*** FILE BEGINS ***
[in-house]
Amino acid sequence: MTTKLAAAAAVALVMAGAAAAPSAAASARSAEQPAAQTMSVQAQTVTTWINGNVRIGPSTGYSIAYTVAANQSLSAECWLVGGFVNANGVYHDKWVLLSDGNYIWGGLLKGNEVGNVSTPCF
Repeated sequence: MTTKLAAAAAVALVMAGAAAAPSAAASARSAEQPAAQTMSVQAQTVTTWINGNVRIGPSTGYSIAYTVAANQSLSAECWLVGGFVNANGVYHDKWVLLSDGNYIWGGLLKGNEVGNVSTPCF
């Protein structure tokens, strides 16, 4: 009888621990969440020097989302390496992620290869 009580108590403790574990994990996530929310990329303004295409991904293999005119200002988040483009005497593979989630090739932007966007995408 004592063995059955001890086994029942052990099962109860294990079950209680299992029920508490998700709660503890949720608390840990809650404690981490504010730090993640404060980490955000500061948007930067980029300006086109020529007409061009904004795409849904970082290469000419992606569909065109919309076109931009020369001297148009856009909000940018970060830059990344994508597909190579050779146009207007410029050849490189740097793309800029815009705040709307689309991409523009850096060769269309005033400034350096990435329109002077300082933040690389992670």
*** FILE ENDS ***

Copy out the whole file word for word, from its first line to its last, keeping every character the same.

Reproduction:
[in-house]
Amino acid sequence: MTTKLAAAAAVALVMAGAAAAPSAAASARSAEQPAAQTMSVQAQTVTTWINGNVRIGPSTGYSIAYTVAANQSLSAECWLVGGFVNANGVYHDKWVLLSDGNYIWGGLLKGNEVGNVSTPCF
Repeated sequence: MTTKLAAAAAVALVMAGAAAAPSAAASARSAEQPAAQTMSVQAQTVTTWINGNVRIGPSTGYSIAYTVAANQSLSAECWLVGGFVNANGVYHDKWVLLSDGNYIWGGLLKGNEVGNVSTPCF
């Protein structure tokens, strides 16, 4: 009888621990969440020097989302390496992620290869 009580108590403790574990994990996530929310990329303004295409991904293999005119200002988040483009005497593979989630090739932007966007995408 004592063995059955001890086994029942052990099962109860294990079950209680299992029920508490998700709660503890949720608390840990809650404690981490504010730090993640404060980490955000500061948007930067980029300006086109020529007409061009904004795409849904970082290469000419992606569909065109919309076109931009020369001297148009856009909000940018970060830059990344994508597909190579050779146009207007410029050849490189740097793309800029815009705040709307689309991409523009850096060769269309005033400034350096990435329109002077300082933040690389992670």